Smarter, faster backups and restores of MySQL databases using mysqldump – and other useful tips

By | August 18, 2015


This is the first part of a mini series that will cover various topics related to MySQL administration, as well as several tips and tricks on using MySQL in our applications. It will be a way for me to finally reorganize some notes in a more readable format, and at the same time it will be a good chance to share these notes, hoping you also find them useful! In this first part, I thought I’d put together some sort of “reference” on how to use mysqldump for backups, how to restore these dumps, and pretty many cool tricks in between.

If you work with MySQL at any level, chances are you may need to backup your databases occasionally or on a regular basis. MySQL is a great RDBMS: it performs very well in most scenarios, has got all you need for most applications, and it’s free (and hopefully will remain so), coming bundled with a number of useful tools and utilities, also free.

But one thing about MySQL that has always disappointed me, though, is that while there is a choice of free tools for backing up databases, the tools that come bundled with MySQL server for this purpose aren’t really great. Absolutely the most popular one among these is mysqldump, as it’s very easy to use, and performs backups by producing simple text files containing DROP/CREATE/INSERT SQL statements; once replayed on the destination MySQL instance, these statements will recreate all the databases, tables and data. mysqldump can also create dumps in other formats such as CSV and XML, however SQL is the most used format.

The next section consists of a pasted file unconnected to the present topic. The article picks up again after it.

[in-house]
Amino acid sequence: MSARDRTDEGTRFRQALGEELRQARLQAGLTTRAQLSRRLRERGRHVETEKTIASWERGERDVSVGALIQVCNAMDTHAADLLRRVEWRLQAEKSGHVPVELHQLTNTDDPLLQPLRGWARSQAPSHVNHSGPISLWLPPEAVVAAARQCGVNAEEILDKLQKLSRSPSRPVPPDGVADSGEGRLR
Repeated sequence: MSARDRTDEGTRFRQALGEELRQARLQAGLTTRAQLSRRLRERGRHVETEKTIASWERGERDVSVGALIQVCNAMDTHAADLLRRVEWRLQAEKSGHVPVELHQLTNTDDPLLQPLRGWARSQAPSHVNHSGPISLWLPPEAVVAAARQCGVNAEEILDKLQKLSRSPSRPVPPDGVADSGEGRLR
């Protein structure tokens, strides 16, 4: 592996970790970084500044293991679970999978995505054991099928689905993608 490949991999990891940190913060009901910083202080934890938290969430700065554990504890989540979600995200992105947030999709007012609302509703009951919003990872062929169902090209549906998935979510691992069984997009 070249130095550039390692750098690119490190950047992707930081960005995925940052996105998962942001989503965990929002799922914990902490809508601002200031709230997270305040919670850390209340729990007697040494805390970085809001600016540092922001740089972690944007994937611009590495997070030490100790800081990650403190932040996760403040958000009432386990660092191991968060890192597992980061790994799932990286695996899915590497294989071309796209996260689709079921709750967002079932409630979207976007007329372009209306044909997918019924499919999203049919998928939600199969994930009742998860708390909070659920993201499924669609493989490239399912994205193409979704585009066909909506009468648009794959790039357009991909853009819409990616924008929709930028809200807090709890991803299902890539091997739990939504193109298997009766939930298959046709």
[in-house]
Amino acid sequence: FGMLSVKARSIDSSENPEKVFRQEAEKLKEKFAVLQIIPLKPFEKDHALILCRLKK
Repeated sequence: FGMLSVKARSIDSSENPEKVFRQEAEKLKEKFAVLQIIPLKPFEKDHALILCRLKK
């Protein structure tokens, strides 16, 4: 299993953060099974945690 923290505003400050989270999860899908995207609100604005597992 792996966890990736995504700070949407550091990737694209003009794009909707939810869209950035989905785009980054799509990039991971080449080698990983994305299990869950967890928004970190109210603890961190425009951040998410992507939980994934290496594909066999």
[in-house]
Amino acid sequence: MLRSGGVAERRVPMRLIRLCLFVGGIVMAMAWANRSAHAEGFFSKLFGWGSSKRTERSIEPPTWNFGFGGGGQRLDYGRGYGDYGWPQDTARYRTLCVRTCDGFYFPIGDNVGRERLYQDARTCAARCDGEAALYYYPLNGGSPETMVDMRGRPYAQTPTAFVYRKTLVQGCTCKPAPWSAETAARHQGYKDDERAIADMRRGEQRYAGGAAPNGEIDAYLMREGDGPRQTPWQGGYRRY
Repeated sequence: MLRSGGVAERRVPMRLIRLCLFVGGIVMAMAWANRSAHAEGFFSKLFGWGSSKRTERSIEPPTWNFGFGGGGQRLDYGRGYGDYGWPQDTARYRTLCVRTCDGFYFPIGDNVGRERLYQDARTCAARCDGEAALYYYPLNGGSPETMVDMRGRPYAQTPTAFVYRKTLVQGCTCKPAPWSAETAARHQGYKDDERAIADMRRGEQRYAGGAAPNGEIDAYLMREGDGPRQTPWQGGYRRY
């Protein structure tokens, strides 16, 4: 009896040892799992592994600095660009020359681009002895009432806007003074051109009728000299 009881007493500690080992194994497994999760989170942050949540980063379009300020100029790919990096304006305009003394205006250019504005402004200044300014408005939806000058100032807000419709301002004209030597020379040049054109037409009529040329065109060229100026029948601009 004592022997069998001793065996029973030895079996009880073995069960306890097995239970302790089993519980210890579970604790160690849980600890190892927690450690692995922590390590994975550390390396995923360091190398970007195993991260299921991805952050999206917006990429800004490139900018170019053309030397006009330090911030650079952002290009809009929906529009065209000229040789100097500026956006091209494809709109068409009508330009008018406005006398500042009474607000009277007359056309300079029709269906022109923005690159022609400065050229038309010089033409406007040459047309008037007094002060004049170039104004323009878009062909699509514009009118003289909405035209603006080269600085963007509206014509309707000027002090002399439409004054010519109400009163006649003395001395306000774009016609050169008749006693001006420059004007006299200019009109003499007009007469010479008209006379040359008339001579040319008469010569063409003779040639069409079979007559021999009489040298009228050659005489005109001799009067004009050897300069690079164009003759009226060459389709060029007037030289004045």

As we’ll see more in detail in the next post, I am not a particularly passionate fan of mysqldump, as I prefer using alternative tools that are also free and that perform dramatically better thanmysqldump in a number of cases. One of the main reasons though, why I don’t like mysqldumptoo much and try to avoid using it whenever I can, is performance. mysqldump works just fine with small databases, but it can be a terrible pain with large or very large databases, especially if you are so unlucky to have to restore one! Pick any database with tables containing more than a few million rows, and try restoring it. Unless you are very patient and are not in rush, it is likely that it’ll take longer than you think would be reasonable, and perhaps you’ll give up and look for something else.

However, mysqldump is, still, the only backup tool that most MySQL users know and use, and it’s available wherever MySQL is. Also, at times a plain SQL-based backup may be useful, as it can often be restored more easily to a different version of MySQL without particular difficulties.

So, here are a few useful tips that can help you save some time when backing up MySQL databases with mysqldump, and restoring any of these dumps, plus some nice tips.

First, the basics…

Backups, or “dumps”, are extremely easy to create with mysqldump. Here are a few examples: